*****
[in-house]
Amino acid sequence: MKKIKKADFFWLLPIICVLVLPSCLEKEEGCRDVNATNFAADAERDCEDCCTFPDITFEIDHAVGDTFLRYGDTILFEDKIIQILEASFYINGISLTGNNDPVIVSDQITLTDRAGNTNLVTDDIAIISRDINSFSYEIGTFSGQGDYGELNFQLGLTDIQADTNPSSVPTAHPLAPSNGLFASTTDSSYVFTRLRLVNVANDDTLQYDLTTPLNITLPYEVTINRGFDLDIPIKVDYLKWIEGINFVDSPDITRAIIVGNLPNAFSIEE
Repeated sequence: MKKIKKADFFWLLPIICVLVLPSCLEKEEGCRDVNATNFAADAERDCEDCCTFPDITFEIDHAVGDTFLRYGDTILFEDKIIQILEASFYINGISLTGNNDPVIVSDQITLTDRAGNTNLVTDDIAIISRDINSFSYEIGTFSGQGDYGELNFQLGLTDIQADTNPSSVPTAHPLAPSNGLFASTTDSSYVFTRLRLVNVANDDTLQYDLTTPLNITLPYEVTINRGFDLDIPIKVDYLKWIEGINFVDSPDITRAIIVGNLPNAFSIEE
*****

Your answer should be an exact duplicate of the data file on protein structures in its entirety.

[in-house]
Amino acid sequence: MKKIKKADFFWLLPIICVLVLPSCLEKEEGCRDVNATNFAADAERDCEDCCTFPDITFEIDHAVGDTFLRYGDTILFEDKIIQILEASFYINGISLTGNNDPVIVSDQITLTDRAGNTNLVTDDIAIISRDINSFSYEIGTFSGQGDYGELNFQLGLTDIQADTNPSSVPTAHPLAPSNGLFASTTDSSYVFTRLRLVNVANDDTLQYDLTTPLNITLPYEVTINRGFDLDIPIKVDYLKWIEGINFVDSPDITRAIIVGNLPNAFSIEE
Repeated sequence: MKKIKKADFFWLLPIICVLVLPSCLEKEEGCRDVNATNFAADAERDCEDCCTFPDITFEIDHAVGDTFLRYGDTILFEDKIIQILEASFYINGISLTGNNDPVIVSDQITLTDRAGNTNLVTDDIAIISRDINSFSYEIGTFSGQGDYGELNFQLGLTDIQADTNPSSVPTAHPLAPSNGLFASTTDSSYVFTRLRLVNVANDDTLQYDLTTPLNITLPYEVTINRGFDLDIPIKVDYLKWIEGINFVDSPDITRAIIVGNLPNAFSIEE